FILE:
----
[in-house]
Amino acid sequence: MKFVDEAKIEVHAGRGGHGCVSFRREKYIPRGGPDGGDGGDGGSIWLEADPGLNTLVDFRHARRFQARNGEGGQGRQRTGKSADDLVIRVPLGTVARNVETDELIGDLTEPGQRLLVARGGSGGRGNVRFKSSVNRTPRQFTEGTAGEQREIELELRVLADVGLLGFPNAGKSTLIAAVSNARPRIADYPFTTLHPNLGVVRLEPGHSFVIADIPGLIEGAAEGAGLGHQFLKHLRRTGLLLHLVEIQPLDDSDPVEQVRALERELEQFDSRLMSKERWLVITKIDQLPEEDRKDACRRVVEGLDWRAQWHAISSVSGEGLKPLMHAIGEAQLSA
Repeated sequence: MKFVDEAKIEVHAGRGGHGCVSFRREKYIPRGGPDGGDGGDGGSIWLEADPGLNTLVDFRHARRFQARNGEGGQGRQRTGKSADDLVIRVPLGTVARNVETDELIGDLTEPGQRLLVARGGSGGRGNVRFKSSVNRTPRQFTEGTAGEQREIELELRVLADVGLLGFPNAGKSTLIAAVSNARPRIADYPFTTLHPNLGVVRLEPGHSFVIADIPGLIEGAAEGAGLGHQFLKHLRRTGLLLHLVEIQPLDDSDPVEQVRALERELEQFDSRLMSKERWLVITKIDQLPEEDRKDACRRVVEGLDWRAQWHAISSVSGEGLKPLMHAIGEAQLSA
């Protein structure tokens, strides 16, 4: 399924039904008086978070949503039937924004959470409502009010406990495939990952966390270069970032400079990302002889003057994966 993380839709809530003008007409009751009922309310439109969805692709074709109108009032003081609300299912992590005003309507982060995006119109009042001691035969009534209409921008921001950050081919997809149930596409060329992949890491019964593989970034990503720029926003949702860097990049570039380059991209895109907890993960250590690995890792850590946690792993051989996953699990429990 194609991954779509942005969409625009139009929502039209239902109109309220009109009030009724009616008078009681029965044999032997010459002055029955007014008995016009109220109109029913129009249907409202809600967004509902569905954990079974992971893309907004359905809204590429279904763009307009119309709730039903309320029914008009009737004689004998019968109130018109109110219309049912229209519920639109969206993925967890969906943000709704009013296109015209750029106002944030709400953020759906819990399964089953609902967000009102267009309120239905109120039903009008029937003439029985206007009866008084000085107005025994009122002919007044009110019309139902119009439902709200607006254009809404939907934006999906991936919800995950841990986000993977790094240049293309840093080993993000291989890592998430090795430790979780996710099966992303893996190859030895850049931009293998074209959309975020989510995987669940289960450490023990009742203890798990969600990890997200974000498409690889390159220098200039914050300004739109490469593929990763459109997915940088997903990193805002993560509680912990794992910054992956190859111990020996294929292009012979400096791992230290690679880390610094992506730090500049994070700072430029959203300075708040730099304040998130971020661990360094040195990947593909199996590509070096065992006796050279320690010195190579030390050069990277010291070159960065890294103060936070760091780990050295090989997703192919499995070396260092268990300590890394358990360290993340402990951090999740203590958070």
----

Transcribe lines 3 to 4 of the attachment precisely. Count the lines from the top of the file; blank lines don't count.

Repeated sequence: MKFVDEAKIEVHAGRGGHGCVSFRREKYIPRGGPDGGDGGDGGSIWLEADPGLNTLVDFRHARRFQARNGEGGQGRQRTGKSADDLVIRVPLGTVARNVETDELIGDLTEPGQRLLVARGGSGGRGNVRFKSSVNRTPRQFTEGTAGEQREIELELRVLADVGLLGFPNAGKSTLIAAVSNARPRIADYPFTTLHPNLGVVRLEPGHSFVIADIPGLIEGAAEGAGLGHQFLKHLRRTGLLLHLVEIQPLDDSDPVEQVRALERELEQFDSRLMSKERWLVITKIDQLPEEDRKDACRRVVEGLDWRAQWHAISSVSGEGLKPLMHAIGEAQLSA
């Protein structure tokens, strides 16, 4: 399924039904008086978070949503039937924004959470409502009010406990495939990952966390270069970032400079990302002889003057994966 993380839709809530003008007409009751009922309310439109969805692709074709109108009032003081609300299912992590005003309507982060995006119109009042001691035969009534209409921008921001950050081919997809149930596409060329992949890491019964593989970034990503720029926003949702860097990049570039380059991209895109907890993960250590690995890792850590946690792993051989996953699990429990 194609991954779509942005969409625009139009929502039209239902109109309220009109009030009724009616008078009681029965044999032997010459002055029955007014008995016009109220109109029913129009249907409202809600967004509902569905954990079974992971893309907004359905809204590429279904763009307009119309709730039903309320029914008009009737004689004998019968109130018109109110219309049912229209519920639109969206993925967890969906943000709704009013296109015209750029106002944030709400953020759906819990399964089953609902967000009102267009309120239905109120039903009008029937003439029985206007009866008084000085107005025994009122002919007044009110019309139902119009439902709200607006254009809404939907934006999906991936919800995950841990986000993977790094240049293309840093080993993000291989890592998430090795430790979780996710099966992303893996190859030895850049931009293998074209959309975020989510995987669940289960450490023990009742203890798990969600990890997200974000498409690889390159220098200039914050300004739109490469593929990763459109997915940088997903990193805002993560509680912990794992910054992956190859111990020996294929292009012979400096791992230290690679880390610094992506730090500049994070700072430029959203300075708040730099304040998130971020661990360094040195990947593909199996590509070096065992006796050279320690010195190579030390050069990277010291070159960065890294103060936070760091780990050295090989997703192919499995070396260092268990300590890394358990360290993340402990951090999740203590958070």